The study of polarized dust emission has become entwined with the analysis of the cosmic microwave background (CMB) polarization in the quest for the curl-like B-mode polarization from primordial gravitational waves and the low-multipole E-mode polarization associated with the reionization of the Universe. We used the new Planck PR3 maps to characterize Galactic dust emission at high latitudes as a foreground to the CMB polarization and use end-to-end simulations to compute uncertainties and assess the statistical significance of our measurements. We present PlanckEE, BB, and TE power spectra of dust polarization at 353 GHz for a set of six nested high-Galactic-latitude sky regions covering from 24 to 71% of the sky. We present power-law fits to the angular power spectra, yielding evidence for statistically significant variations of the exponents over sky regions and a difference between the values for the EE and BB spectra, which for the largest sky region are alpha (EE)=-2.42 +/- 0.02 and alpha (BB)=-2.54 +/- 0.02, respectively. The spectra show that the TE correlation and E/B power asymmetry discovered by Planck extend to low multipoles that were not included in earlier Planck polarization papers due to residual data systematics. We also report evidence for a positive TB dust signal. Combining data from Planck and WMAP, we have determined the amplitudes and spectral energy distributions (SEDs) of polarized foregrounds, including the correlation between dust and synchrotron polarized emission, for the six sky regions as a function of multipole. This quantifies the challenge of the component-separation procedure that is required for measuring the low-l reionization CMB E-mode signal and detecting the reionization and recombination peaks of primordial CMB B modes. The SED of polarized dust emission is fit well by a single-temperature modified black-body emission law from 353 GHz to below 70 GHz. For a dust temperature of 19.6 K, the mean dust spectral index for dust polarization is beta (P)(d) = 1.53 +/- 0.02 beta d P = 1.53 +/- 0.02 . The difference between indices for polarization and total intensity is beta (P)(d)-beta (I)(d) = 0.05 +/- 0.03 beta d P - beta d I =0.05 +/- 0.03 . By fitting multi-frequency cross-spectra between Planck data at 100, 143, 217, and 353 GHz, we examine the correlation of the dust polarization maps across frequency. We find no evidence for a loss of correlation and provide lower limits to the correlation ratio that are tighter than values we derive from the correlation of the 217- and 353 GHz maps alone. If the Planck limit on decorrelation for the largest sky region applies to the smaller sky regions observed by sub-orbital experiments, then frequency decorrelation of dust polarization might not be a problem for CMB experiments aiming at a primordial B-mode detection limit on the tensor-to-scalar ratio r similar or equal to 0.01 at the recombination peak. However, the Planck sensitivity precludes identifying how difficult the component-separation problem will be for more ambitious experiments targeting lower limits on r.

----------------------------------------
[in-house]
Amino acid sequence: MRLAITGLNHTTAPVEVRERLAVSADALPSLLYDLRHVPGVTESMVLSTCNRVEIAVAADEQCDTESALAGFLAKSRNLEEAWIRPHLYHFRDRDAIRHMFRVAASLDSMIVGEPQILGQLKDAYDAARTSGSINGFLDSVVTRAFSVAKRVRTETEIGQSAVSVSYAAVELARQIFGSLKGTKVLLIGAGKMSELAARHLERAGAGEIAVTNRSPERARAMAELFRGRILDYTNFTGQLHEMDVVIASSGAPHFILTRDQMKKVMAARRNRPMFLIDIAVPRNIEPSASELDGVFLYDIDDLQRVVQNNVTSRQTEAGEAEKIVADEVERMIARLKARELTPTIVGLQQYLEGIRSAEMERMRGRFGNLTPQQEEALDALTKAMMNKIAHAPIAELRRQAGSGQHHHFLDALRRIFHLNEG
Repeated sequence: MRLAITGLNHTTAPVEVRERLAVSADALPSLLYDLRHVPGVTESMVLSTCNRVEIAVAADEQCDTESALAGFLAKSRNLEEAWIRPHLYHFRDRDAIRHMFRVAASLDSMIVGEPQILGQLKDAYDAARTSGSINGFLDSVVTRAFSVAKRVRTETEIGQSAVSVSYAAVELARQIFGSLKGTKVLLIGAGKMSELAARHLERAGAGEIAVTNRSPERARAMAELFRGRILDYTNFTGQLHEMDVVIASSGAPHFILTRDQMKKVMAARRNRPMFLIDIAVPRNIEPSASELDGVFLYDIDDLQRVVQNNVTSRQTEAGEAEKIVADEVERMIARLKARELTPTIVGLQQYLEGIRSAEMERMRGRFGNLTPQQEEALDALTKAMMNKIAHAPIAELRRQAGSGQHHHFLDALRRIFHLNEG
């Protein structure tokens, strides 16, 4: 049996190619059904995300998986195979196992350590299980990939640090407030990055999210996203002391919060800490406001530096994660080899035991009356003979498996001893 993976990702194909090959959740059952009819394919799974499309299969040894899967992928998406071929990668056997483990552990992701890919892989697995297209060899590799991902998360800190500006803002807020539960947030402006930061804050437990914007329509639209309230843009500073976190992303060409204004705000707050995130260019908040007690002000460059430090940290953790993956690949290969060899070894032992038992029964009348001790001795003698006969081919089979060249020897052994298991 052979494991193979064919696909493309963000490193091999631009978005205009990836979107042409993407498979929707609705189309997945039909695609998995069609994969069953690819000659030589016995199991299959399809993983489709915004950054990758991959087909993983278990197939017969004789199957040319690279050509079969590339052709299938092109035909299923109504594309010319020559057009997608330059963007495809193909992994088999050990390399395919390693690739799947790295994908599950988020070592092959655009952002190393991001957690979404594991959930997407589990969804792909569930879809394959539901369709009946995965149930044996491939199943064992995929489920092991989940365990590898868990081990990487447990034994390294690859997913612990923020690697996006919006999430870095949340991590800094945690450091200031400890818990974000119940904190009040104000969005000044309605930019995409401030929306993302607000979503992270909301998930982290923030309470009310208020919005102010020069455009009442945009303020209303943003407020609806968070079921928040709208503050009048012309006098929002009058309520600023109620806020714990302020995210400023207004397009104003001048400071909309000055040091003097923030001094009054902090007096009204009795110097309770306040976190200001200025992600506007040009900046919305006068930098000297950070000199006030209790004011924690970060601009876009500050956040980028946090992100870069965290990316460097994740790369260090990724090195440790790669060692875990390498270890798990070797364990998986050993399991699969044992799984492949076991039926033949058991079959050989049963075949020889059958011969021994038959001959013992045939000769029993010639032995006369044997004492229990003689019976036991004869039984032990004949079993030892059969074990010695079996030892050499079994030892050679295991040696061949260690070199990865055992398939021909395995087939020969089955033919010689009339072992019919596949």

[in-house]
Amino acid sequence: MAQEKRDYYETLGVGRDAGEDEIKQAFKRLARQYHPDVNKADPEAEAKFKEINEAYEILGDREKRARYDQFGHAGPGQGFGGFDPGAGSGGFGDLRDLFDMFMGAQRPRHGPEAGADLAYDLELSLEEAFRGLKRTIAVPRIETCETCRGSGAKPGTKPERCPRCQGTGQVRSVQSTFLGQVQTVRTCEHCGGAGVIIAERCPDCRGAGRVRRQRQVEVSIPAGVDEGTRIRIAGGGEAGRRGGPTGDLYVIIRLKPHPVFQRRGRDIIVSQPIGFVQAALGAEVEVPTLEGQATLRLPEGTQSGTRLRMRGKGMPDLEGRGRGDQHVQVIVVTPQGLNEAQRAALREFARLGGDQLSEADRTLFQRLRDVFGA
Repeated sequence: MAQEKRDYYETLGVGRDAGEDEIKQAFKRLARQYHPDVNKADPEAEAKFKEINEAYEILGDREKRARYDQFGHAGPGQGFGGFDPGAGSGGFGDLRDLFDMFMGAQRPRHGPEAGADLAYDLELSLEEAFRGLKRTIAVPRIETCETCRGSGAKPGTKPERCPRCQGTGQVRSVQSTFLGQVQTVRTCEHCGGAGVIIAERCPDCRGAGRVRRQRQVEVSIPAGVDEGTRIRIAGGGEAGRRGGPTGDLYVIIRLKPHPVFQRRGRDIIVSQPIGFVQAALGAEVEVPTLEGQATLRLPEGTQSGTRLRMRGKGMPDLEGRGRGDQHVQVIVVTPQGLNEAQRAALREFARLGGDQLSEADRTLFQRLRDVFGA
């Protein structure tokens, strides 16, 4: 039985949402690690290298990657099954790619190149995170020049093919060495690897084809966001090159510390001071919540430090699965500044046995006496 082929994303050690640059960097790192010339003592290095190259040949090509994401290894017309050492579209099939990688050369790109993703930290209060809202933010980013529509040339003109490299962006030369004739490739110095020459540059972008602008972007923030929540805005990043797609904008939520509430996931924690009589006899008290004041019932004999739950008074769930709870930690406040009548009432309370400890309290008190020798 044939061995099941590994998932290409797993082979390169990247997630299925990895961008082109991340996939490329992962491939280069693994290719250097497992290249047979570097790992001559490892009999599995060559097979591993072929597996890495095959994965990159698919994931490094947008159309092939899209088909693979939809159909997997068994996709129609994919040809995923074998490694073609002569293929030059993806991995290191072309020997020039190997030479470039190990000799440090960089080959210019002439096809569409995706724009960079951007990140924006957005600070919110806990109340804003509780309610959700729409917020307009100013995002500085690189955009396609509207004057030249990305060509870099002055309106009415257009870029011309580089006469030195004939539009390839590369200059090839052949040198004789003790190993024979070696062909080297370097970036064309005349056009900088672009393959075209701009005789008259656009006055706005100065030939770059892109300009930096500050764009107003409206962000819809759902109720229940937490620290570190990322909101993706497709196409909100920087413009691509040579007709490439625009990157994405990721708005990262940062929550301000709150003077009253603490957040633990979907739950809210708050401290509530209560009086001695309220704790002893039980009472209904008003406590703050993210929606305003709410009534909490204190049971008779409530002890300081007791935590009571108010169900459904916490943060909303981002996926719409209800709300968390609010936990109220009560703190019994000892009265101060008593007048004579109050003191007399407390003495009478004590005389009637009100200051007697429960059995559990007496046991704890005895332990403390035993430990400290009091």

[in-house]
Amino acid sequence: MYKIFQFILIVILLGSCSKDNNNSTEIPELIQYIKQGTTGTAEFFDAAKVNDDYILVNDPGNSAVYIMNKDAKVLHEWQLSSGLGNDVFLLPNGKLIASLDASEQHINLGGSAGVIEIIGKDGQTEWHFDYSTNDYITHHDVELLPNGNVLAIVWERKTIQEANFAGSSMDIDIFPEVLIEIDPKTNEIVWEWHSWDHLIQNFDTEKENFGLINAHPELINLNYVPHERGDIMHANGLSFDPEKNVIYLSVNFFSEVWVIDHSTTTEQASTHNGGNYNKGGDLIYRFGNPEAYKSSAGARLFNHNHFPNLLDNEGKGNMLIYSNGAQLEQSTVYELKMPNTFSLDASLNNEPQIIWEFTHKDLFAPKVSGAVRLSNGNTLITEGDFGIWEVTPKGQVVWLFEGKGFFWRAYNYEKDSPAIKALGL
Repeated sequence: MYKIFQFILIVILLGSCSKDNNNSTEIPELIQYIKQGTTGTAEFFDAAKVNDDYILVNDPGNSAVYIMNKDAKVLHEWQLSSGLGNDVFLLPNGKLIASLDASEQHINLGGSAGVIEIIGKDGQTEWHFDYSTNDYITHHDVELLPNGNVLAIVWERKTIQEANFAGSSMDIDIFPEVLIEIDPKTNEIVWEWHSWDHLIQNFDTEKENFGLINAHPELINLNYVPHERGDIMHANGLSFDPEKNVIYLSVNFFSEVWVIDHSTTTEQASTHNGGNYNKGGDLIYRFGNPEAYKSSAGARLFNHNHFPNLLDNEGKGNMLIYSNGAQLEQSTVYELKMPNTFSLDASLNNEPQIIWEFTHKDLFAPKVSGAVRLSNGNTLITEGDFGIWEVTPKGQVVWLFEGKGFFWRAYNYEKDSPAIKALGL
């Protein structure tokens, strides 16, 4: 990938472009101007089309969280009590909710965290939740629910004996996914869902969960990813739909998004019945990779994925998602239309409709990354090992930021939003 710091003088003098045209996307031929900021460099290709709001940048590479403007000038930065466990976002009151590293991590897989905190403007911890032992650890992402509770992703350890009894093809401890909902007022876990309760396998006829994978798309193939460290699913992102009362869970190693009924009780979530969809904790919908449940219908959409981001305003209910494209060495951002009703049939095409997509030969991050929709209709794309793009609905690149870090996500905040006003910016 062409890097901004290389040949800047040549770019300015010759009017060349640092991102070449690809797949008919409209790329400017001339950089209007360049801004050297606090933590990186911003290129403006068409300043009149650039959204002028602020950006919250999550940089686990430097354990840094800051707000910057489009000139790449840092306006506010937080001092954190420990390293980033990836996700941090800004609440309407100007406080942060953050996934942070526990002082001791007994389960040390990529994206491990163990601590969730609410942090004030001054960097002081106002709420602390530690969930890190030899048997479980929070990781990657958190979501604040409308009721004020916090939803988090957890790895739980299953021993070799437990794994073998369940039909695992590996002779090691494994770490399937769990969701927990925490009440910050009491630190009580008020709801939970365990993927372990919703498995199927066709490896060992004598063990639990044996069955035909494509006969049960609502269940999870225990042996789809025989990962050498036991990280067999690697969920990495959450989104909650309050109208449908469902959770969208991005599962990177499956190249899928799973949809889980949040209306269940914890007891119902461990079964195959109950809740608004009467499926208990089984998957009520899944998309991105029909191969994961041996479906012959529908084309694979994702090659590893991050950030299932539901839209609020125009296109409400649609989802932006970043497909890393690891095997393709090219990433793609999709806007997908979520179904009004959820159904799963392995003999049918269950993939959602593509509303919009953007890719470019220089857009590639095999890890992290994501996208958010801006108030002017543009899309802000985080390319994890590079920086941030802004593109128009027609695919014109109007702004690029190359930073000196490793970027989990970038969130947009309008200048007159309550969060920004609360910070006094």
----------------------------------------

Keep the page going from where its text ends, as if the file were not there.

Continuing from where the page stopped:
• Planck Collaboration; Aghanim, N.; Keihanen, E.; Kiiveri, K.; Kurki-Suonio, H.; Lindholm, V.; Savelainen, M.; Suur-Uski, A. -S.; Valiviita, J. (2020)
    Observations of the submillimetre emission from Galactic dust, in both total intensity I and polarization, have received tremendous interest thanks to the Planck full-sky maps. In this paper we make use of such full-sky maps of dust polarized emission produced from the third public release of Planck data. As the basis for expanding on astrophysical studies of the polarized thermal emission from Galactic dust, we present full-sky maps of the dust polarization fraction p, polarization angle psi, and dispersion function of polarization angles ?. The joint distribution (one-point statistics) of p and N-H confirms that the mean and maximum polarization fractions decrease with increasing N-H. The uncertainty on the maximum observed polarization fraction, (max) = 22.0(-1.4)(+3.5) p max = 22 . 0 - 1.4 + 3.5 % at 353 GHz and 80 ' resolution, is dominated by the uncertainty on the Galactic emission zero level in total intensity, in particular towards diffuse lines of sight at high Galactic latitudes. Furthermore, the inverse behaviour between p and ? found earlier is seen to be present at high latitudes. This follows the ?proportional to p(-1) relationship expected from models of the polarized sky (including numerical simulations of magnetohydrodynamical turbulence) that include effects from only the topology of the turbulent magnetic field, but otherwise have uniform alignment and dust properties. Thus, the statistical properties of p, psi, and ? for the most part reflect the structure of the Galactic magnetic field. Nevertheless, we search for potential signatures of varying grain alignment and dust properties. First, we analyse the product map ?xp, looking for residual trends. While the polarization fraction p decreases by a factor of 3-4 between N-H=10(20) cm(-2) and N-H=2x10(22) cm(-2), out of the Galactic plane, this product ?xp only decreases by about 25%. Because ? is independent of the grain alignment efficiency, this demonstrates that the systematic decrease in p with N-H is determined mostly by the magnetic-field structure and not by a drop in grain alignment. This systematic trend is observed both in the diffuse interstellar medium (ISM) and in molecular clouds of the Gould Belt. Second, we look for a dependence of polarization properties on the dust temperature, as we would expect from the radiative alignment torque (RAT) theory. We find no systematic trend of ?xp with the dust temperature T-d, whether in the diffuse ISM or in the molecular clouds of the Gould Belt. In the diffuse ISM, lines of sight with high polarization fraction p and low polarization angle dispersion ? tend, on the contrary, to have colder dust than lines of sight with low p and high ?. We also compare the Planck thermal dust polarization with starlight polarization data in the visible at high Galactic latitudes. The agreement in polarization angles is remarkable, and is consistent with what we expect from the noise and the observed dispersion of polarization angles in the visible on the scale of the Planck beam. The two polarization emission-to-extinction ratios, R-P/p and R-S/V, which primarily characterize dust optical properties, have only a weak dependence on the column density, and converge towards the values previously determined for translucent lines of sight. We also determine an upper limit for the polarization fraction in extinction, p(V)/E(B-V), of 13% at high Galactic latitude, compatible with the polarization fraction p approximate to 20% observed at 353 GHz. Taken together, these results provide strong constraints for models of Galactic dust in diffuse gas.